Washington State Flag 11, Third Drafts, Silk

We left off with my first finished drafts
on silk, above.
  I learned a lot… and now I had to move into true oil painting,
taking advantage of the slow drying
of the oil paints to blend, and having
a greater understanding of the problems
of painting on silk. It was time for me
to blend and finish these test pieces.

Again, I started with the circle.

I also worked out the lettering + border.

The white circle took two coats of the Titanium Zinc White to cover.
Titanium Zinc was chosen as it is a very bright white to mimic a lead white,
but is not as brittle as Zinc White.  I traced my lettering and tried our gold paints,  comparing both against the original.  Neither the Titanium White border
nor Pale or Rich Gold from the tube was just right.

It is hardest to duplicate a finish that has aged, whether shellac or paint.
Years of environmental factors created the color we perceive, not pigments.
Also, many pigments from years past are now illegal, and so hard to obtain,
though conservators can purchase them for reparation on damaged paintings.
This reproduction did not qualify for mixing the older pigments,
such as a lead white, for both cost reasons and also toxicity.
And, our pigments are against the original color of the silk,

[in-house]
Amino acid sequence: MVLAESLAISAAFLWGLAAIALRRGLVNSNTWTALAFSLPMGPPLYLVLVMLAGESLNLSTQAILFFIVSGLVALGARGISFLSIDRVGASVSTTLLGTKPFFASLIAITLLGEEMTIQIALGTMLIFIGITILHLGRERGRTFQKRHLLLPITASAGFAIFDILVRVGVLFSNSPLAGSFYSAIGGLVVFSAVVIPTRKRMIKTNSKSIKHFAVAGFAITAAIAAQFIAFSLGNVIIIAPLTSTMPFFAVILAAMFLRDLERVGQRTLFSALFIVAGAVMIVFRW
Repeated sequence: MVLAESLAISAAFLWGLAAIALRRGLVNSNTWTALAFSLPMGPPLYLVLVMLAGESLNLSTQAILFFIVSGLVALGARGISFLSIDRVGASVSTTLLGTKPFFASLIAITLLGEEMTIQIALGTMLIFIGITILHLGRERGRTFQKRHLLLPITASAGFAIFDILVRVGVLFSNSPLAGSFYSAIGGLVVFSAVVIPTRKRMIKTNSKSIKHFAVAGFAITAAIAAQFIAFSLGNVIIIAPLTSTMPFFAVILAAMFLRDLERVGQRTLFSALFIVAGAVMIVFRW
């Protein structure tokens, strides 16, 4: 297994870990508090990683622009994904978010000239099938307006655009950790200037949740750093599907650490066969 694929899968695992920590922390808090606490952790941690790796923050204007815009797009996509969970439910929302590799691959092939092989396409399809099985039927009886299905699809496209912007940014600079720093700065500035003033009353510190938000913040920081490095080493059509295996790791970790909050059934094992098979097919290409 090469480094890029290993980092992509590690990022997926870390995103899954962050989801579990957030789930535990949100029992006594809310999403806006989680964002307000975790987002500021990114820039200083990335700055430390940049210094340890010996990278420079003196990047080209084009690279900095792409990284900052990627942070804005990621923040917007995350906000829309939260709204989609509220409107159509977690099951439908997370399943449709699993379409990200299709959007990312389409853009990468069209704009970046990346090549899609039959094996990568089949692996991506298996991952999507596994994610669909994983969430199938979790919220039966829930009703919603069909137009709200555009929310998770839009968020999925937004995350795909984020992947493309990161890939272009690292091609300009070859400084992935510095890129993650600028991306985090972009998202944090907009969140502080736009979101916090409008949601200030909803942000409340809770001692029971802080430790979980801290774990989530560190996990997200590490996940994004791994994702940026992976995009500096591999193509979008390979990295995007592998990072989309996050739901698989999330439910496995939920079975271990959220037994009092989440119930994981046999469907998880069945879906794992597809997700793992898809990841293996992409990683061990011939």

emerald green, not the faded silk of the original flags current state.

I mixed Titanium White going into a warm cream by adding Titanium Buff,
but that was not the direction with pigments;
then finally mixed a warm grey that was right, and batched a small tube of that formula.

The golds available needed to be bright, warm, and crisp. Mixing the two “golds” was a start — the rich gold was creamy and the pale gold, a bronze, bright. I added a bit of ocher to further warm and darken. This was batch mixed, placed into a tube, and sealed.

I completed two more test runs on silk, one without the border, above,
where I worked more on finishing his face…
and one with the border, above left and below.  On the second is face is left rough.


My studio would transform in order to create the large pieces for the flag, next post!

All paints are Gamblin Oil Paints, made in Portland Oregon.

To begin at the beginning, visit Washington State Flag, 1.

©MPF Conservation.  May be printed for your own use.
May be reposted if our url + copyright is used as reference.

About dkatiepowellart

hollywood baby turned beach gurl turned steel&glass city gurl turned cowgurl turned herb gurl turned green city gurl. . . artist writer photographer. . . cat lover but misses our big dogs, gone to heaven. . . buddhist and interested in the study of spiritual traditions. . . foodie, organic, lover of all things mik, partner in conservation business mpfconservation, consummate blogger, making a dream happen, insomniac who is either reading buddhist teachings or not-so-bloody mysteries or autobio journal thangs early in the morning when i can't sleep
This entry was posted in conservation techniques and tagged , , , , , , , , , , , , , , , . Bookmark the permalink.

We welcome comments and questions!

Fill in your details below or click an icon to log in:

WordPress.com Logo

You are commenting using your WordPress.com account. Log Out /  Change )

Google photo

You are commenting using your Google account. Log Out /  Change )

Twitter picture

You are commenting using your Twitter account. Log Out /  Change )

Facebook photo

You are commenting using your Facebook account. Log Out /  Change )

Connecting to %s

This site uses Akismet to reduce spam. Learn how your comment data is processed.